Creative Process

Updated: Jul 5

Read all about the process of writing my book...

I love being comfy when I'm writing. Coffee is a must - I cannot function without a coffee in the morning. If I am at home, I have a habit that I picked up from being on the road travelling - ground coffee, hot water, and a sieve. I sieve the coffee through into a tin mug. I absolutely love that this reminds me of India, and I'm not sure I will go back to any other method. It is a sweetness, a lovely memory of mornings with my partner, or alone in the mountains, pouring the grounds into the plants, or using it as a body scrub against the harsh desert pollution. Having a coffee gives me time to myself that I would not otherwise take.


I sit in all sorts of odd positions because I seem to now be a mix of Eastern and Western, owing to my time in India. I often sit with one leg up pulled up close to my chest, shoes off (usually barefoot) in the comfiest clothes I can find. For many months, in the winter, I wrote whilst in pyjamas, as I am sure many writers will admit to. My bum often goes totally numb - I am not great at taking breaks when I am in flow, but I am learning. I put on weight when I'm in the book writing process, all energy going into the process and nothing else. I become a little bit of a hermit, but it is essential- like a butterfly emerging from a cocoon, I will go and visit family and friends, and travel to new places. But i've not yet managed to juggle both. It will come.

As a teacher, I learnt about Maslow's Hierarchy of Needs - the idea that when your basic needs are met (such as light, sound, comfort, warmth) then you can be the best version of yourself. I like soft lighting, usually lamps, or near a window, with a table which is at a good height. The chair is essential - if it's a terrible one, I will sit on the floor. For this reason, once I've found a good cafe or somewhere to write, I will make it my home - there was only one spot where I liked to write in Pushkar, Rajasthan, among so many, but it was open-air and brilliant, monkeys faffing about on the railings, a temple below to inspire me with devotional music, and great, great coffee. I've got the world's worst laptop - a small thing, it is excellent for travelling but slower than a snail on a Sunday. A small boy burnt it in India, by placing a tealight behind it accidentally. The whole thing caught on fire, but it still works, miraculously. I hope to upgrade soon, but it has been with me all this time, through the whole process. I actually bought it to write the book- an incentive, it cost me just over one hundred English pounds, and was the step I needed to take to get the book started. I had been writing on the notepad of my phone- little bits of prose, poetry, insights on where I had been - and realised that I had so, so many. When someone in the mountains asked me if I would ever tell my story, I knew it would be a process to transfer it all over, and it was.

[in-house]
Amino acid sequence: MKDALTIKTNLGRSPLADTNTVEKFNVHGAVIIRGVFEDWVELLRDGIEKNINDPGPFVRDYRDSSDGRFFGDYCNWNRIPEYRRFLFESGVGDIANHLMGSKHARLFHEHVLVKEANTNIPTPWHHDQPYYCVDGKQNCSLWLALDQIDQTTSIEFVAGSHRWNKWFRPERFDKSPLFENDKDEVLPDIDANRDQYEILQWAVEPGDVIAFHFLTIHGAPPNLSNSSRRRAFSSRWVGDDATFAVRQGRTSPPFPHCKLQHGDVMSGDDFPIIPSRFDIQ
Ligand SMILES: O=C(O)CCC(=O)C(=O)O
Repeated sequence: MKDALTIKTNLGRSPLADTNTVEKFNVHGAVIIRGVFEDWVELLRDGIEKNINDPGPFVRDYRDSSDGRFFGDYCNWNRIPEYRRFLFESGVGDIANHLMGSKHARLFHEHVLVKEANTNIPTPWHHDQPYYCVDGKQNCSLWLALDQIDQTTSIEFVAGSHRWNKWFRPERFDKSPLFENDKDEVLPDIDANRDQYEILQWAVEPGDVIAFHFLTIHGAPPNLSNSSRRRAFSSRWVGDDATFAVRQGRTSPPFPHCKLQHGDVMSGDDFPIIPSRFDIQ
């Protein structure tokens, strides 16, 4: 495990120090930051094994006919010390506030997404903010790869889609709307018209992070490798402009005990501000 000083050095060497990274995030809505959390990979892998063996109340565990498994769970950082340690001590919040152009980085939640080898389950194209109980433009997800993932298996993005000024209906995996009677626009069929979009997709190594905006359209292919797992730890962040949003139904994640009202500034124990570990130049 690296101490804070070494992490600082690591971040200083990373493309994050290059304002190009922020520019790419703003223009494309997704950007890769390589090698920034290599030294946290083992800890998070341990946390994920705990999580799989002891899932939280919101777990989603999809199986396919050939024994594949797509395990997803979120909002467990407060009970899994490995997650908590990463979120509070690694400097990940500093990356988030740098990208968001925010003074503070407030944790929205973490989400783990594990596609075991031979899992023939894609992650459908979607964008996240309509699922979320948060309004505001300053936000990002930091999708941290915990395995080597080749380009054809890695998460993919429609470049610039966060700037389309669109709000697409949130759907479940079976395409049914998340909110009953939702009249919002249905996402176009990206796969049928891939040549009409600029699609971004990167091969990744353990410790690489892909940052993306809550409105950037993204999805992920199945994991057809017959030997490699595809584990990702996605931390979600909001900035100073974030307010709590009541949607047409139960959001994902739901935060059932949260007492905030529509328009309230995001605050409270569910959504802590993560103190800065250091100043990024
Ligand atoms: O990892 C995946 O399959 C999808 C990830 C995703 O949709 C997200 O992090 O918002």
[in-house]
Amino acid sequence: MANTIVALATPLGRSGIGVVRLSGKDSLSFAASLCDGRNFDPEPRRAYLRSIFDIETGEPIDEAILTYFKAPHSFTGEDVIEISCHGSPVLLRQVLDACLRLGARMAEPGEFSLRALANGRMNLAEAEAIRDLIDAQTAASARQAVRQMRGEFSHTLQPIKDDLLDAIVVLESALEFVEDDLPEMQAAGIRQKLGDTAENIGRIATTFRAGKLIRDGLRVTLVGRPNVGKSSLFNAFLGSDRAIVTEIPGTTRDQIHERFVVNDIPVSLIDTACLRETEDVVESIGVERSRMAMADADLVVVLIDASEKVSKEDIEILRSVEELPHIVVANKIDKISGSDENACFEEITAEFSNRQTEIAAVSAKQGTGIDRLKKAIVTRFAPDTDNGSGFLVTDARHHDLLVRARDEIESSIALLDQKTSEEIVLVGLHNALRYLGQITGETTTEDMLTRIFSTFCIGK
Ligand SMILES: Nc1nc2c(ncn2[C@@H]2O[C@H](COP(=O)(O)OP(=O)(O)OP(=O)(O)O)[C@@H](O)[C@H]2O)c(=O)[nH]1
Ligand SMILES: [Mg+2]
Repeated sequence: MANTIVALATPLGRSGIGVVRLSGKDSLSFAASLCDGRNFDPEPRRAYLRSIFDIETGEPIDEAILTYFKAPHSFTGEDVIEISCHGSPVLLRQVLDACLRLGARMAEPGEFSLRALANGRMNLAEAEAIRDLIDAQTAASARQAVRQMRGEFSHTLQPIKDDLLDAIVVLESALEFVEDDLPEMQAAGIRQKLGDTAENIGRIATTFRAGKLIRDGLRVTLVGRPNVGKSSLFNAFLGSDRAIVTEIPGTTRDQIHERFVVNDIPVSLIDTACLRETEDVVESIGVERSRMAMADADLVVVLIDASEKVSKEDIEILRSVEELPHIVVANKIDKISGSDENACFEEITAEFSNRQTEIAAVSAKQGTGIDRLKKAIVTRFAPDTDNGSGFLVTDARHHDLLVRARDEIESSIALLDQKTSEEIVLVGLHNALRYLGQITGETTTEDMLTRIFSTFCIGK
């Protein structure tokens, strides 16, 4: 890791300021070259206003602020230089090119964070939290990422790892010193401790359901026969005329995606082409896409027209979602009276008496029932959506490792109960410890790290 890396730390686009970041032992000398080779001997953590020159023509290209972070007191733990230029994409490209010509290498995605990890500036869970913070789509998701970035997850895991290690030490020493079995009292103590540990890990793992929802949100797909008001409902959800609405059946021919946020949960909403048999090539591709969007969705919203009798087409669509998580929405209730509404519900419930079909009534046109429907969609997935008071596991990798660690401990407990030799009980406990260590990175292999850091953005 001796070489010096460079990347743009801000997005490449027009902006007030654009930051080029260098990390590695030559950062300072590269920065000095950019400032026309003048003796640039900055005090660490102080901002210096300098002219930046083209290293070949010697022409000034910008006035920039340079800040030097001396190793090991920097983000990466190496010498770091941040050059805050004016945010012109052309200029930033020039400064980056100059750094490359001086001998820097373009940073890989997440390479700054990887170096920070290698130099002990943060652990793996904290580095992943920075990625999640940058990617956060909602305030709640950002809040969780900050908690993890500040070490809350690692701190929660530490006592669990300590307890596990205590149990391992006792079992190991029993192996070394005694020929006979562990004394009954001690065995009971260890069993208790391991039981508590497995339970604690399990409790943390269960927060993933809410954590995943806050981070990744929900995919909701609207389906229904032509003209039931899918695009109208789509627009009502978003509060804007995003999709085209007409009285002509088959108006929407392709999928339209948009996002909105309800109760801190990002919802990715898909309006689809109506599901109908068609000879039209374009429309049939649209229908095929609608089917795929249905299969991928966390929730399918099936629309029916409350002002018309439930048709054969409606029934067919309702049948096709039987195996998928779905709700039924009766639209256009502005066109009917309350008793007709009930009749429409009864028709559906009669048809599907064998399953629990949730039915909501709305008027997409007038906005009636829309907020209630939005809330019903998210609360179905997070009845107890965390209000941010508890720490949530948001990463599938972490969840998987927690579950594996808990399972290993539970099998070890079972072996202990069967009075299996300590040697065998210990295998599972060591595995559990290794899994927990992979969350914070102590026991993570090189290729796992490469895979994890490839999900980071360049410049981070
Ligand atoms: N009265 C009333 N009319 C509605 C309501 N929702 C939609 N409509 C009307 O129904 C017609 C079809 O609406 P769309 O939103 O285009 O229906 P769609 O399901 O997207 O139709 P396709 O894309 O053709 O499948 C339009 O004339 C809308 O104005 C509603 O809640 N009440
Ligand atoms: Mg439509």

Once I had the poetry and prose, they became building blocks for my journey. Some places cannot be described without lyrics, I feel. As a songwriter, it is the easiest form of writing for me, but merging the written accounts with prose and poetry was how I had envisaged Waiting For Mango Season, anyway. I think India deserves a sensory description, as this is her at her best. It simply would not be the same story if i had focused only on the adventure.


There were days when it was impossible to write. It was too hot, too cold, we had no connection or wifi at all, the rains came and made the rooftops inhabitable, or the flies were covering my laptop. India was always a challenge, but it only taught me greater patience.


Some days, my travelling days, meant that I went days without electronics, meaning I had to resort to pen and paper. As a songwriter I personally always preferred this, but I realised quickly that when penning adventures and experiences, my hands can type as fast as my brain, but cannot scribble nearly as fast. This was a frustrating experience as my hands and head tried to talk to one another, and so I had to rely on my memory for a lot. Thankfully, My memory of these places was strong - many details will stay with me forever, because I had never seen anything like them before in my life. It is easy to remember magic.


I still have a hundred notes on my phone. Lyrically, they are titbits, prompts, little phrases and gems that will never make it into Waiting for Mango Season, but the process remains the same. Quickly grabbing my phone to scramble my thoughts into a little vault sometimes results in entire chapters. I have often been known to just rush out pages and pages without any edits, as it flows out of me like a river. This is when I know it will be good stuff. This is when I know it is authentically, absolutely me, when my mind and heart are connected in a single process, which is to release and explain and describe.


Do you have a specific writing process? Is there a place you love to be, or something specific that you need? Sometimes if the writing will not come, it is because something in the environment is lacking. My advice is to create your own little bubble of a world, open a blank page, and go. And always have something on hand for when ideas strike - especially when you're on a motorbike Love, El. xx

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